Monday, June 5, 2017


Administrator of the Environmental Protection Agency, Scott Pruitt, was interviewed about Trump's decision on the Paris Accords. These are some excerpts:

Re: legal vulnerability (the Americans being vulnerable to domestic climate activists was a question I had not considered):
You know, that this idea that somehow that it was just simply not enforceable, or not something that really could be enforced domestically, and that’s just simply not the case. I mean, when you look at our Clean Air Act, China and India don’t face what we do domestically. What we face domestically was you know, with the Paris Agreement in place, are 26-28% targets with all of the previous actions by the previous administration, the climate action agenda, the Clean Power Plan and the rest, still fell 40% short of those 26-28% targets. And so we were vulnerable to an action by an environmental group here domestically to sue under the Clean Air Act, specifically Section 115 of the Clean Air Act, to compel regulatory response. I mean, this was a legal evaluation as much as anything to make sure that our agenda wouldn’t be hijacked or dominated by some sort of litigation post-staying in Paris. So this was a very important decision across the board. But part of the decision, in fact, a major part of the decision was the legal vulnerabilities.

Re: the process of ratification (I do not think the Europeans understand this):
We know that the individuals of Paris negotiating for the United States and also those in attendance on behalf of other countries, walked up to the very line. They did all that they could to create what would be constituted a treaty, but then called it something else. And they did that, because they knew they couldn’t get it ratified in the U.S. Senate. And that’s just a bad way to do business. I mean, when you have decisions being made in Paris that impact the cost of electricity in this country, or a contraction of the power grid, or you’re taking fossil fuels, natural gas or coal off the power grid, those types of things, voters ought to have a voice in that process, and that’s what the U.S. Senate and Constitutional protections are intended to address.

On the income shifts:
....if every nation that signed up for Paris met all of the commitments that they put as part of that agreement, by the year 2100, the temperature would be reduced all of two-tenths of one degree Celsius. And for what cost,....? I mean, in this country, it was a $2.5 trillion dollar cost for gross domestic product. I mean, this was a bad business deal both on advancing environmental objectives, but also the cost that it took domestically while the rest of the world skated. China and India took no steps to meet their obligations until 2030. In fact, India qualified any steps on receiving $2.5 trillion dollars of aid through the Green Climate Fund.......why wouldn’t you want the United States in this deal if you’re the rest of the world? I mean, one, you’re extracting billions of dollars in aid. India is taking no steps. I mean, we’re subsidizing their manufacturing base. And they’re taking no steps to reduce their CO2 emissions. I mean, under the deal, China is continuing to build coal generation facilities, and 365 or so, I can’t remember the exact number, but and I think 800 plants. You know, under the deal, Russia came in and said yes, we’ll agree to target reductions, but we’re going to use a baseline of 1990. And so they had like 20-plus percent reductions, but they baseline it in 1990. Our baseline was 2006, which is, I think, after all some of the progress we had made with respect to reducing CO2 emissions. So it was a much greater hit on our economy versus Russia, and obviously China and India. And this was a bad deal for this country.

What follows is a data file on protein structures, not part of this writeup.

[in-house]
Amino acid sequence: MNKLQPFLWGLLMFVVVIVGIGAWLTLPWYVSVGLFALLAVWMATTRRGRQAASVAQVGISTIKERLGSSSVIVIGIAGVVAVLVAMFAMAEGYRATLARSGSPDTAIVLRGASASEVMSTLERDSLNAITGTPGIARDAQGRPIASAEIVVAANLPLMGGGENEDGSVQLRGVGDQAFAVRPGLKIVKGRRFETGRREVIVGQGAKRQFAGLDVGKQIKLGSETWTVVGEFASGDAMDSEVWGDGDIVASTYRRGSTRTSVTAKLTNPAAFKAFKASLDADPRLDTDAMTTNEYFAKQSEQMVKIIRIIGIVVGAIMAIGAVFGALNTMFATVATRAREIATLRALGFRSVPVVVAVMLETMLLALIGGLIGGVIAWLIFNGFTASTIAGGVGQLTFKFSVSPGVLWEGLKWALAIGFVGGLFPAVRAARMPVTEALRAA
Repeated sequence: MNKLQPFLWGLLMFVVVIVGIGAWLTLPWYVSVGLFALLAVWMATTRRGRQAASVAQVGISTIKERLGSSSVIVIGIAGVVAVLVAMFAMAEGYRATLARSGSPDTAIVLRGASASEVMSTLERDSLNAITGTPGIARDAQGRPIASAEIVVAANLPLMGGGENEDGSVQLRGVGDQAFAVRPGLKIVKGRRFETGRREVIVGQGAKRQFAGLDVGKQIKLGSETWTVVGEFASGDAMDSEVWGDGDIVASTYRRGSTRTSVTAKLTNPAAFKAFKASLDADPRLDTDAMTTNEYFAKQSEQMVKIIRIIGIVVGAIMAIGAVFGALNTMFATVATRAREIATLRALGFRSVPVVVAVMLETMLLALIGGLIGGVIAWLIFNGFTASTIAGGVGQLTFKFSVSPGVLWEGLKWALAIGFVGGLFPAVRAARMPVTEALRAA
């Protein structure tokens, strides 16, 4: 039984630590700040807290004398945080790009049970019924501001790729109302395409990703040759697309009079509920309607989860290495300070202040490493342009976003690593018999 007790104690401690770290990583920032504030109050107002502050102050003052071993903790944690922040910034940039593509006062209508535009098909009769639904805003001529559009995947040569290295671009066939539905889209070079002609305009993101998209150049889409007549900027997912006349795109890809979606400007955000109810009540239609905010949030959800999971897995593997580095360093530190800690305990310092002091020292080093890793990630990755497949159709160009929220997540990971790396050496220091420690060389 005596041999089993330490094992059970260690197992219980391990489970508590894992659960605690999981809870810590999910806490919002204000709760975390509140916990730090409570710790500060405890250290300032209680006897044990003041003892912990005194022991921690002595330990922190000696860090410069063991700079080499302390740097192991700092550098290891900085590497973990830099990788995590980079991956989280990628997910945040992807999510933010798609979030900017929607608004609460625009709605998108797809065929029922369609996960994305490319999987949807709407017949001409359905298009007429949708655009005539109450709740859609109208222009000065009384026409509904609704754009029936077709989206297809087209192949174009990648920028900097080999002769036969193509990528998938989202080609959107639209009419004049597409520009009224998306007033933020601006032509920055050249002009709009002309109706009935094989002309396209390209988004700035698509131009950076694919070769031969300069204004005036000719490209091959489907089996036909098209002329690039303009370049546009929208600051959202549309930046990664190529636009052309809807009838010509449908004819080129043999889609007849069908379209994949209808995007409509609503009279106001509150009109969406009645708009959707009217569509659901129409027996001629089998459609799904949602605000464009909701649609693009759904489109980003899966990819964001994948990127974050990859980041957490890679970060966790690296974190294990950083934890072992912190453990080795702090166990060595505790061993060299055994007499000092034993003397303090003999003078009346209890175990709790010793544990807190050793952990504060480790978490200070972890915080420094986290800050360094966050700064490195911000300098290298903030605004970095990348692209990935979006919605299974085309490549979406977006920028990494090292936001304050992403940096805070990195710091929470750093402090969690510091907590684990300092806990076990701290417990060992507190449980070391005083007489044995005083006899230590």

On his own position:
The climate is changing. The climate has warmed. Human activity contributes to it. How much human activity has contributed to it is difficult to measure with precision. But we have processes that have to be followed. We have innovation technology that can achieve good outcomes in CO2 reduction. You know, there’s a term that I’ve been using here of late. You know, they like to throw out climate denier and those types of things, which I don’t even understand what that means, honestly. But there are climate exaggerators in the marketplace. And there are people that take data that we know, and they stretch it so far that it becomes incredible, and people don’t believe it....[in]....   the New York Times paper, about a month ago... [t]here was an op-ed called Climate of Complete Certainty where the person writing the op-ed said exactly that, that the politicians have taken scientific data and stretched it so far that the American people don’t have confidence or trust that they can rely upon the information. So what we need is truth.

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